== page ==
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Letters for Feb. 13, 2008

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Read this!

While working in the Street Maintenance Department for the City of High Point, I experienced firsthand, in my opinion, the functional illiteracy of some of it’s employees [“Why can’t High Point read?”; Feb. 6, 2008; by Amy Kingsley]. For example, at some of our safety meetings, there were low-level supervisors who could barely read the text for the class without mispronunciating [sic] the majority of the words. Some of those individuals came from backgrounds similar to Mr. Wilson’s. Hard-working men just trying earn a living until a tragedy strikes and they are no longer able to perform their job by rote. Pride on one hand, I think, is the greatest enemy of literacy because it holds a person back from acquiring the reading skills needed to improve their lives while on the other hand, pride of being able to read well can be the antibiotic for the disease: functional illiteracy. I wish Reading Connections much success.

Alfred Harrell

High Point

From the Clinton/Overman faction

Some disclosures before I get to the point of this e-mail: I am a good friend of Ogi’s and, with my wife, an active member of his “Sizzling Seventeen.” I thought that your exposé regarding Jerry Bledsoe’s quasi-journalism was excellent [“Reckless disregard”; Jan 9, 2008; “Sensational omissions”; Jan 16, 2008; by Jordan Green]. I am also a supporter of Obama and have serious doubts about Hillary Clinton’s being the Democratic candidate for president. All that being said, I have to say that you, Jordan, have clearly sunk to Bledsoe’s level with this latest article [“The ghosts of Clinton past in Mena”; Feb. 6, 2008; by Jordan Green]. Your story relied heavily on Mark H. Swaney as a source without providing any reason whatsoever why this guy has even a shred of credibility. From the article, I gather he was at an Arkansas school, headed up a vague committee and after 16 years has managed to achieve the entry-level position of research associate, one that is usually relegated to new graduates with no experience or people who for whatever reason cannot find a job of substance. I have worked at Vanderbilt, Meharry Medical College and Bennett College (12 years in all) so I have some expertise in low-level academic jobs. The other sources that you cite did not provide any substantive back up.

As I have indicated, I have serious problems with Clinton’s candidacy, but I have an even greater problem with an attack that offers no proof and merely repeats innuendos from someone who, when Googled, doesn’t really emerge as a potential candidate for a Nobel Prize. I expect better from YES! Weekly. And, Mr. Clarey, I expect so much better from an editor. Where were your challenges to the flimsiness of Mr. Green’s sources? If you are going to sink to the Rhino’s level, you are going to alienate readers like me who expect the forthright honesty of Ogi’s column – he is up front with his prejudices and dubious sources. I am disappointed and will be much more diligent in reading future articles to see if they rise above tabloid sleaze. If they don’t, my love of Ogi’s work notwithstanding, I will cease to be a regular reader. That is not a major threat to you, but I have to believe there are more people like me who expect YES! Weekly to live up to its previous reputation This article is a disgrace to Mr. Green and to YES! Weekly.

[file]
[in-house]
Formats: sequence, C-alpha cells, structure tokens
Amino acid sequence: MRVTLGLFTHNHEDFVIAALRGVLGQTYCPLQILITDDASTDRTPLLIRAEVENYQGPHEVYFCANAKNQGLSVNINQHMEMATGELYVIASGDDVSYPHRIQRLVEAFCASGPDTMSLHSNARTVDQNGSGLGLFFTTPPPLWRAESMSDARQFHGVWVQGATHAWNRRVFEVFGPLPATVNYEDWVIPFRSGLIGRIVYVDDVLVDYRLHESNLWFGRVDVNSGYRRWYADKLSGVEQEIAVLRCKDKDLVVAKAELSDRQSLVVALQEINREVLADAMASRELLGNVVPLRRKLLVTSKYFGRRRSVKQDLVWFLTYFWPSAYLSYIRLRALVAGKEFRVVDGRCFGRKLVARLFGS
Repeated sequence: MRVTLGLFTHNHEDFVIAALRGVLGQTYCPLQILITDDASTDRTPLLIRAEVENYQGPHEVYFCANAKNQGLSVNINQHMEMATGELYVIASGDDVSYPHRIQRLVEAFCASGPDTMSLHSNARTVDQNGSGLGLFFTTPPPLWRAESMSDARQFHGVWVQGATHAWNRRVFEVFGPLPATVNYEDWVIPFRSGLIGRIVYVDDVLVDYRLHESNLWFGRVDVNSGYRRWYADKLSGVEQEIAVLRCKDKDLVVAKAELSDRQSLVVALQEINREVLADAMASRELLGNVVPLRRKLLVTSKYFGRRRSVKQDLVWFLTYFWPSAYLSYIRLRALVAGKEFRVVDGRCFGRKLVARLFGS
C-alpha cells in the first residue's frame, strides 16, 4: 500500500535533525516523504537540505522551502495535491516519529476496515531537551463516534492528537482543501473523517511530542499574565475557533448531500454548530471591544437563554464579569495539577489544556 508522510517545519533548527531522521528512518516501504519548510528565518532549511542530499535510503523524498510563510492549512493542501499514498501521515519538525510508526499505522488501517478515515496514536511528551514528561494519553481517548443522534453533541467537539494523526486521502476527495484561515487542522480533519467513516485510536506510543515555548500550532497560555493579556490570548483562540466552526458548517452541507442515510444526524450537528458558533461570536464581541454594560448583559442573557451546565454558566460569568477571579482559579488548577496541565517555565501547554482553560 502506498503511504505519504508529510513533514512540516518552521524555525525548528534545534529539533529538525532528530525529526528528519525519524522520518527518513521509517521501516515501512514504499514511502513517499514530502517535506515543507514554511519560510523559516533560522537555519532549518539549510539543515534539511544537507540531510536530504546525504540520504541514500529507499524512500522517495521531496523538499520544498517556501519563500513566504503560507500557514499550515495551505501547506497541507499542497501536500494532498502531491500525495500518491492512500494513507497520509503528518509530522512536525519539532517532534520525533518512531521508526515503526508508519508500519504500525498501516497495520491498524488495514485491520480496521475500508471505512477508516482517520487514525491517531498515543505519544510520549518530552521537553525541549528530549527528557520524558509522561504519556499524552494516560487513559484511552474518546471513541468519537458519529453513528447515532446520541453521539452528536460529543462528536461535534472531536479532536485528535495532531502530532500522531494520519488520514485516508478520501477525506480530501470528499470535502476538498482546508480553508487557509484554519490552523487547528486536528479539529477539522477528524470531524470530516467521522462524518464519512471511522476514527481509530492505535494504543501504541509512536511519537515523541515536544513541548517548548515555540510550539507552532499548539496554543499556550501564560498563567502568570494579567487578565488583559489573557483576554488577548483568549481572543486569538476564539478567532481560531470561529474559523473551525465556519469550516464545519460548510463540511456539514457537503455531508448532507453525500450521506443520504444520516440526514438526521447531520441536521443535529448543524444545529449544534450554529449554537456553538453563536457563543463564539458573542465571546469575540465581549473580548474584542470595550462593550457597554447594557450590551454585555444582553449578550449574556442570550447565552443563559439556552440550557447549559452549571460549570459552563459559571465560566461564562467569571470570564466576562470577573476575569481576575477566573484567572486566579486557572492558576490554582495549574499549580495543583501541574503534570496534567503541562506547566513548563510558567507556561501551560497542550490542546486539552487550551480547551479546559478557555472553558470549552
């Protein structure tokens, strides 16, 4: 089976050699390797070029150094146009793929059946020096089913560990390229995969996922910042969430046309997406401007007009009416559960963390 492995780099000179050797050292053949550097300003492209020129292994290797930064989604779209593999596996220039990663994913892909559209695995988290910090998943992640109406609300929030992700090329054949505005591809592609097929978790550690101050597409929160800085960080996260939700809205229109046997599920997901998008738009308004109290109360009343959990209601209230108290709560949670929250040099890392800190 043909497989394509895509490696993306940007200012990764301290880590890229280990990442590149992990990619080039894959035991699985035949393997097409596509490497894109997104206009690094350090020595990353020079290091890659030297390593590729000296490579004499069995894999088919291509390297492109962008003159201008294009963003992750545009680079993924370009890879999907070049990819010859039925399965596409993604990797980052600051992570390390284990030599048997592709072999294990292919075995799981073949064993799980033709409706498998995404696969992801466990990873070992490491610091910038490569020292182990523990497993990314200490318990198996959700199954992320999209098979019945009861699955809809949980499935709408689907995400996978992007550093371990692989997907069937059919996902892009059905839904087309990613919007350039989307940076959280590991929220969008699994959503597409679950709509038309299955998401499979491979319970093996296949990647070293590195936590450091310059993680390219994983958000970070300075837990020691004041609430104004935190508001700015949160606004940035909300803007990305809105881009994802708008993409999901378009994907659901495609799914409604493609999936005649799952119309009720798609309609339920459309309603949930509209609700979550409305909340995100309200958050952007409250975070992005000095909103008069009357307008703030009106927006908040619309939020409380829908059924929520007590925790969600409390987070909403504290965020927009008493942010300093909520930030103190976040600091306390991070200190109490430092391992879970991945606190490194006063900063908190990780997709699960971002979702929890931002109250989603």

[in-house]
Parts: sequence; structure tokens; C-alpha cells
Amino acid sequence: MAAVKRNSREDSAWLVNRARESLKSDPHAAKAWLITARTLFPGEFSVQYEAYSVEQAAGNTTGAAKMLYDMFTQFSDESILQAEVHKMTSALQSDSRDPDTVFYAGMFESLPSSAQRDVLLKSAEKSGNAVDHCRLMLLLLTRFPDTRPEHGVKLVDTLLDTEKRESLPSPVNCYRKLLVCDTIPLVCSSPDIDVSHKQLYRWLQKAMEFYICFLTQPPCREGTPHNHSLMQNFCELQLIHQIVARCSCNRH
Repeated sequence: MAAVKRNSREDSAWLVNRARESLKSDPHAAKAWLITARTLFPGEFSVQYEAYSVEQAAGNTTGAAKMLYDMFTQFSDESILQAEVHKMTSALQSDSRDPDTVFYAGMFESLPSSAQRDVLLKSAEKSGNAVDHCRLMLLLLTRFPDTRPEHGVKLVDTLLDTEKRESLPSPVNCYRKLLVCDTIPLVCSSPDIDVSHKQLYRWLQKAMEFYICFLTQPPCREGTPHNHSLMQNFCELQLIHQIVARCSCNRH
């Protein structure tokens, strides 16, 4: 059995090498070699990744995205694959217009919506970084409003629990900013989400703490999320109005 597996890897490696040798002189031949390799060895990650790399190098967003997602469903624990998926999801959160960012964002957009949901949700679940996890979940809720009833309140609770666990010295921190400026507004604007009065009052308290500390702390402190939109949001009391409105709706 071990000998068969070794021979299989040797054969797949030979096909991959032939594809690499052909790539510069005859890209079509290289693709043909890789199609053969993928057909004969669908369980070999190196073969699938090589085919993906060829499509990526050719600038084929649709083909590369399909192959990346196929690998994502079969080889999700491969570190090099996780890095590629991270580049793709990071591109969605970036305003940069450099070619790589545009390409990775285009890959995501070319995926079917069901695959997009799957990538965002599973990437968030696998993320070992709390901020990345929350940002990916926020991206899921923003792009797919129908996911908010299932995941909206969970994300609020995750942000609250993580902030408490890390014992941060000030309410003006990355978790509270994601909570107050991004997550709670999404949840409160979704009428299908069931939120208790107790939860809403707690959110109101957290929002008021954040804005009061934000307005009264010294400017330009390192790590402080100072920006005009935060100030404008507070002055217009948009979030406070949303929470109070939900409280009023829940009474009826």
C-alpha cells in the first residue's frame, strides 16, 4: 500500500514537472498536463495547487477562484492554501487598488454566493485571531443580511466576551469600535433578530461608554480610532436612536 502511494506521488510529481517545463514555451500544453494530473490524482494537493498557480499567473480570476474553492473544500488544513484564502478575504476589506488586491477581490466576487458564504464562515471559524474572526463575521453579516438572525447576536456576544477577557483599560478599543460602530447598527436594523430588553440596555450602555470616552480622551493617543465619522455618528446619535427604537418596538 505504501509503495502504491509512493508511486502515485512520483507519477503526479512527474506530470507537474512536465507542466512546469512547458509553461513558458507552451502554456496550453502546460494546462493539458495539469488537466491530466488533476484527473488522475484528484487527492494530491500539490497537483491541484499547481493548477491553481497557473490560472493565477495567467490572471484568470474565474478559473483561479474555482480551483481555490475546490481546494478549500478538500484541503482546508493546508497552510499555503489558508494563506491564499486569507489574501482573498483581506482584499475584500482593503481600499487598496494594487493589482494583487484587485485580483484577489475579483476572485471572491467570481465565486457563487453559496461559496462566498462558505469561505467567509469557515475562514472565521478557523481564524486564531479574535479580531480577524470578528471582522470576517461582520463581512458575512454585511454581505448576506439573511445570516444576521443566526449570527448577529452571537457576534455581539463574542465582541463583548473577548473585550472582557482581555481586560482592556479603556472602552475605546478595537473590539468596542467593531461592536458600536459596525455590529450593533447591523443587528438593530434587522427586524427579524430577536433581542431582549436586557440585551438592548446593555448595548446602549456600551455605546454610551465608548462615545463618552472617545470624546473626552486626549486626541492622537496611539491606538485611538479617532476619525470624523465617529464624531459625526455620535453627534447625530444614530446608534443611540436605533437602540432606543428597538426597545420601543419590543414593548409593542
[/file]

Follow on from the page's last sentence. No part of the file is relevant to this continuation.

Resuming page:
Rick Adman

Greensboro

Mourning Sommers

Dear Friends,

Our dear David has died and I have been so touched with your grief and shock from your phone calls, e-mails, text messages and visits. As long as we can remember, David Sommers was an intrinsic part of theatre communities throughout the state. Like you, I have cried, mourned, been angry, frustrated and reflective. Now it is time to honor David for the love, talent, volunteerism and wonderful spirit he brought to the Community Theatre of Greensboro and the theatre community as a whole.

If you are an actor or singer that would like to participate in the memorial service, there will be one meeting/rehearsal on Monday, Feb. 18 at 7 p.m. in CTG’s classroom, located on the 4th floor of the Greensboro Cultural Center. It shouldn’t last more than a couple of hours. You must be able to attend this one and only rehearsal if you would like to participate. If you cannot make the rehearsal, please try to attend the service. The family would love to see you there.

If you are planning to participate, be prepared to be part of a couple of company numbers. Craig Richardson has graciously volunteered his time to help us vocally, and Cynthia Layell Hartis will be the accompanist. I might ask some of you to work on some solos, duets, etc. dependent on who shows up at the rehearsal, what music we have decided to do, etc. Please be flexible during this rehearsal in the spirit of putting together this important service in a very short period of time.

Also, I would really appreciate it if you would ask all and any questions about David and this service at the rehearsal on Feb. 18. I, like you, loved David very much and want to be responsive, but it will be impossible for me to do my work at CTG and prepare this service with all of your inquiries. It will all become clear when we meet. No need to RSVP; just show up to the rehearsal if you want to participate. Otherwise, we hope to see you at the memorial service on Feb. 21.

Thanks so much,

Mitchel Sommers

Sommers is Executive Director of CTG

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